Stephen Hawking Says 'Ultimate Ambition' Is to Journey Into Space


Stephen Hawking pictured with a prototype of Virgin Galactic's SpaceShipTwo Stan Honda/Sion Touhig/Space Frontiers/Getty

Physicist Stephen Hawking will have the opportunity to pursue a dream he's had for decades: to travel into space. Hawking, of course, is famous for his work in physics and cosmology, having dedicated much of his life to understanding the basic laws that reality follows. He's a heavy thinker destined for microgravity.

Richard Branson originally extended the offer to Hawking several years ago. The renowned scientist confirmed that flying into space was his "ultimate ambition" in a March 2017 interview with Piers Morgan on "Good Morning Britain" (skip to 9:15 in the video).  

Branson and Hawking have known each other for years, with Hawking announcing the name of the SpaceShipTwo suborbital craft (VSS Unity) back in 2016.

Branson's company Virgin Galactic bills itself as the "world's first commercial spaceline." The company's goal is to make commercial space travel a reality. While companies like SpaceX focus primarily on working with organizations such as NASA, Virgin Galactic will cater to space tourism for ordinary folks. Well, ordinary folks with extraordinarily deep pockets — these flights aren't likely to be cheap. In fact, the company asks for an upfront deposit of $250,000 to guarantee your seat into space.

Virgin Galactic's approach differs from the launch vehicles you'd see with SpaceX. First, the Virgin Galactic spacecraft, called SpaceShipTwo, attaches to a larger jet called WhiteKnightTwo. The spacecraft rests underneath the larger jet, nestled between two cockpits. Once WhiteKnightTwo hits 50,000 feet (15,240 meters), it releases the spacecraft.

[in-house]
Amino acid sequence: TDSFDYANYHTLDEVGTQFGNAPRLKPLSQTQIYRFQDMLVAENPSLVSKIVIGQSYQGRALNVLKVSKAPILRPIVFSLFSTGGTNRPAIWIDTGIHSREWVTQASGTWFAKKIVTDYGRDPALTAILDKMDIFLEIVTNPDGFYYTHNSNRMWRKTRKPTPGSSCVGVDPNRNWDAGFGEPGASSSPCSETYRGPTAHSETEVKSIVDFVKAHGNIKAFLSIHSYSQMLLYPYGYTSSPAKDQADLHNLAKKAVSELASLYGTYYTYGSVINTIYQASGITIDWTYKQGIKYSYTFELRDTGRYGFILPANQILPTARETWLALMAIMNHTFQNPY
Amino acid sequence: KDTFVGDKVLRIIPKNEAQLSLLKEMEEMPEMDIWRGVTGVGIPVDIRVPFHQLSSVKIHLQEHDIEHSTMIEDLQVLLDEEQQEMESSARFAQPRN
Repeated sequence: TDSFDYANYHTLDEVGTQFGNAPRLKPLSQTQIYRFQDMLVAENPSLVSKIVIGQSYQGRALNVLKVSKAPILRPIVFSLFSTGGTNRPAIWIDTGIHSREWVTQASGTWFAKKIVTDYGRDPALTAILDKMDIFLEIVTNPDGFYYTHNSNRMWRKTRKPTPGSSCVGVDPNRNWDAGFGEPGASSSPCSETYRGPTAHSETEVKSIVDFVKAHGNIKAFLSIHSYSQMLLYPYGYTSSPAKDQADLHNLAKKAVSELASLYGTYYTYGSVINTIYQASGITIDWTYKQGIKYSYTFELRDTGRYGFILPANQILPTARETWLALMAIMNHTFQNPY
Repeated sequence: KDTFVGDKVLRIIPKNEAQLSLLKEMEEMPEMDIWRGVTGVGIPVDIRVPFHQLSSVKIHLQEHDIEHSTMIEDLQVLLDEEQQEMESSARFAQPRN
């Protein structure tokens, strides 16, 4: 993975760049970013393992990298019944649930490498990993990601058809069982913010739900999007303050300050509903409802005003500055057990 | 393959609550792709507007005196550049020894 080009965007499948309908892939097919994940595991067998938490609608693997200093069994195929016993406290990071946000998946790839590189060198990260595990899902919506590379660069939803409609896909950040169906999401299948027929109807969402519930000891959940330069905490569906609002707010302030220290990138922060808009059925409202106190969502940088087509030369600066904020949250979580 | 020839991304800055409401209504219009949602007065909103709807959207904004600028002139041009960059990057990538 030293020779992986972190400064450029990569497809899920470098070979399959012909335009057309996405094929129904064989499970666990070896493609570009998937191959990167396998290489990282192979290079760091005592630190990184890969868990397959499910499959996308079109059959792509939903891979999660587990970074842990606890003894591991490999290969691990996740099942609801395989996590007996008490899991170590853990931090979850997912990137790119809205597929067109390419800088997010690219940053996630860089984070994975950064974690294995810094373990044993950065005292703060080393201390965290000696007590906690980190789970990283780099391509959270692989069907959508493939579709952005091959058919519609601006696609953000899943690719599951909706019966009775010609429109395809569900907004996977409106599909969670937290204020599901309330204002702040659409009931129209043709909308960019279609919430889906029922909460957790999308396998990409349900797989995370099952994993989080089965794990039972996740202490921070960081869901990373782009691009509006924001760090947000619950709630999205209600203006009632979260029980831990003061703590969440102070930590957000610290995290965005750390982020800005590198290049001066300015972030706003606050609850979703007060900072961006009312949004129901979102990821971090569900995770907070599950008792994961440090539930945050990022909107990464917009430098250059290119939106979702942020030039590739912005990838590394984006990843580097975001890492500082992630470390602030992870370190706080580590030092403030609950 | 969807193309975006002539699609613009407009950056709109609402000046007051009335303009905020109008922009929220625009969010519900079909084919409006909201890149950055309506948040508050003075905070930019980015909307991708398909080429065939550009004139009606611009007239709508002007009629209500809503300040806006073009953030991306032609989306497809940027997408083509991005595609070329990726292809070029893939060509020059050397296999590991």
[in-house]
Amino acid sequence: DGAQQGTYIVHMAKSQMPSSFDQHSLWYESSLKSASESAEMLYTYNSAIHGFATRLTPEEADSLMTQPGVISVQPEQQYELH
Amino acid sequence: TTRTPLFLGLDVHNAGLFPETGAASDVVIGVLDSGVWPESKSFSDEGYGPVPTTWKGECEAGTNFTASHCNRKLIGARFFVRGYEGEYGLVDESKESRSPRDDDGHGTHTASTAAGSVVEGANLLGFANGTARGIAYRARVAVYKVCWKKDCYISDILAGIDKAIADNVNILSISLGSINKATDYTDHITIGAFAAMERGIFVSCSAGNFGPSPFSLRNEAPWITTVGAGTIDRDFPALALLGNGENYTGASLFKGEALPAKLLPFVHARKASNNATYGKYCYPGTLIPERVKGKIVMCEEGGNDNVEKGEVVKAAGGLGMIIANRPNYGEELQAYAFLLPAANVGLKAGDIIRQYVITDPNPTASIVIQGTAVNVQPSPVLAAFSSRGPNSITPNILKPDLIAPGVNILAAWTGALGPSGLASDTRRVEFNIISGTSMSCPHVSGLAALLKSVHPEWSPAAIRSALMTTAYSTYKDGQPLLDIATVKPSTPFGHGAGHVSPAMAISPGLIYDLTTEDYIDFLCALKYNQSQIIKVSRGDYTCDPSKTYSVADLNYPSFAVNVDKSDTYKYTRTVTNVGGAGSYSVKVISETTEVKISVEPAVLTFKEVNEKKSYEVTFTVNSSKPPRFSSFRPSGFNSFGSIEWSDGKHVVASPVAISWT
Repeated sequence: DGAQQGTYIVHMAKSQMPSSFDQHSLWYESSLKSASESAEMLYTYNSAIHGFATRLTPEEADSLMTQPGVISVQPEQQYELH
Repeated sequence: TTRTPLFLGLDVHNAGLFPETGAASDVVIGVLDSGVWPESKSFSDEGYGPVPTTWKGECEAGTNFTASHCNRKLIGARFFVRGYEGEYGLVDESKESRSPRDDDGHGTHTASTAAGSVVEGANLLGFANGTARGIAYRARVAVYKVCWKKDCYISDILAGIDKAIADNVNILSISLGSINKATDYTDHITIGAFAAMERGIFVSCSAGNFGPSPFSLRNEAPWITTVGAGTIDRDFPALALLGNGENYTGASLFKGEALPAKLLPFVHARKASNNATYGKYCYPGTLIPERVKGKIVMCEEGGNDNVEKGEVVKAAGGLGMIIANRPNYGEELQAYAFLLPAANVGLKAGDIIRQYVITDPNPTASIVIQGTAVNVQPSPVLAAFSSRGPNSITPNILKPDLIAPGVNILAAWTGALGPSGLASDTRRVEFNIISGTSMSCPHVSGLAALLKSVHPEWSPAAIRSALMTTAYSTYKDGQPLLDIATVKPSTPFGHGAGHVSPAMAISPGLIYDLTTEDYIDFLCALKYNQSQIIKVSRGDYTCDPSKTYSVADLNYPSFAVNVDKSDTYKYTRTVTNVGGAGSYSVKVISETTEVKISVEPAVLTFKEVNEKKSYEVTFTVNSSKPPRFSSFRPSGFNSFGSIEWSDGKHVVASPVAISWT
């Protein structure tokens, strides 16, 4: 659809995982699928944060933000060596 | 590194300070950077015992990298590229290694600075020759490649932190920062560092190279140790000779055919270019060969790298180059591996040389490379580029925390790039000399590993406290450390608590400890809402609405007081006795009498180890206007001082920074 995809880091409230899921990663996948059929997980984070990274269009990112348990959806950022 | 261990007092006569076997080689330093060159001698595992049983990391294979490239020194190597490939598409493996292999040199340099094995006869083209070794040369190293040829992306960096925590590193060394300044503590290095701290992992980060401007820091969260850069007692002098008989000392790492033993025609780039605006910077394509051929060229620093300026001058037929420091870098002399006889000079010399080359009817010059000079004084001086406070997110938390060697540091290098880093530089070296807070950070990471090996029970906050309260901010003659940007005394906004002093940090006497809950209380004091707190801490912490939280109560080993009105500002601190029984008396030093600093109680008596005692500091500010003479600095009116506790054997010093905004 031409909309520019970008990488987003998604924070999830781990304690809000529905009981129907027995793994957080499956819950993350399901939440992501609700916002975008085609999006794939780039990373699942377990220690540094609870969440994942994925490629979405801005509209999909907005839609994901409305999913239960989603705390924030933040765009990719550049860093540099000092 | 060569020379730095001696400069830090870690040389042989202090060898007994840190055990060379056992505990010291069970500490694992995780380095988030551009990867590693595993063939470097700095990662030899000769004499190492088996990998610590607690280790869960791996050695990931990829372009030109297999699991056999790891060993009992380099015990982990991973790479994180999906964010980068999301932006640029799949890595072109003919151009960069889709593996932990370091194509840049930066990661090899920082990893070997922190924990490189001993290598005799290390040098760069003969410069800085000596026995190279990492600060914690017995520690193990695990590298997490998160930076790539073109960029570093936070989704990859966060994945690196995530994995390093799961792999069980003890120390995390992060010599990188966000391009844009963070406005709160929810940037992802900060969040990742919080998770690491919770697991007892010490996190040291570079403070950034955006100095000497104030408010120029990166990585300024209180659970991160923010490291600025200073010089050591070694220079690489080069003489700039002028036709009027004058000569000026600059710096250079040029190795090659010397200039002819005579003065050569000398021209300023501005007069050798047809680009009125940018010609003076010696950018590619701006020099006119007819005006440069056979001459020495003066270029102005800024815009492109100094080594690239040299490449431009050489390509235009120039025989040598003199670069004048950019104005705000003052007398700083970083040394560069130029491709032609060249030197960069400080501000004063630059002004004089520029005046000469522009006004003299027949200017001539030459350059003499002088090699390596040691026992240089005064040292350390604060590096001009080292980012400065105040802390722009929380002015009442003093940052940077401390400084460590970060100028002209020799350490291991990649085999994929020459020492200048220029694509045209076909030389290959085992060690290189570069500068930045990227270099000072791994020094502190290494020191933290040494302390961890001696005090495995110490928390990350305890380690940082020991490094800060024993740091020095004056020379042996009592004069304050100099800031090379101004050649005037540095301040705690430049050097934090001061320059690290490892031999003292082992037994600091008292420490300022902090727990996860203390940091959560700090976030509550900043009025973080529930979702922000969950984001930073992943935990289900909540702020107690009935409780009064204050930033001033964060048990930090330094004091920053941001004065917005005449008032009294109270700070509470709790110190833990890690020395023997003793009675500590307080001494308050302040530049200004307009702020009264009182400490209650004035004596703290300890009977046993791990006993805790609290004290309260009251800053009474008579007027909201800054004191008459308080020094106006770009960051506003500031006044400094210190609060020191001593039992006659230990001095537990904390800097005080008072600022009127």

Shortly after release, the spacecraft ignites its rocket engine, accelerating it well beyond the speed of sound. After about a minute of rocket flight, the pilots will shut down engines and the passengers will experience microgravity. What the spacecraft will not do is go into orbit; it will remain below orbital altitudes and not reach a speed sufficient to orbit Earth. Instead, after a few minutes of floating around, passengers will return to their seats and prepare for the return trip home.

Branson's original hope was to see Virgin Galactic launch regular suborbital spaceflights by the end of 2009. That hasn't happened for many reasons, including a tragic incident in October 2014 in which the VSS Enterprise, a Virgin Galactic SpaceShipTwo test vehicle, crashed in the Mojave Desert. Co-pilot Michael Alsbury died in the plane crash. Pilot Peter Siebold sustained serious injuries but survived.

Late in 2016, Virgin Galactic completed a successful test flight of the VSS Unity SpaceShipTwo, in which it glided from 50,000 feet down to a safe landing. The company is working on a rocket test flight soon. Hawking's trip up to a suborbital altitude will happen at some point after these tests prove the craft are safe and spaceworthy.

While we don't know when that day will get here, it's clear Stephen Hawking will be ready when it does arrive. Hawking told "Good Morning Britain" that when Branson asked him if he'd like a seat on Virgin Galactic, he answered "yes" without a moment's hesitation.



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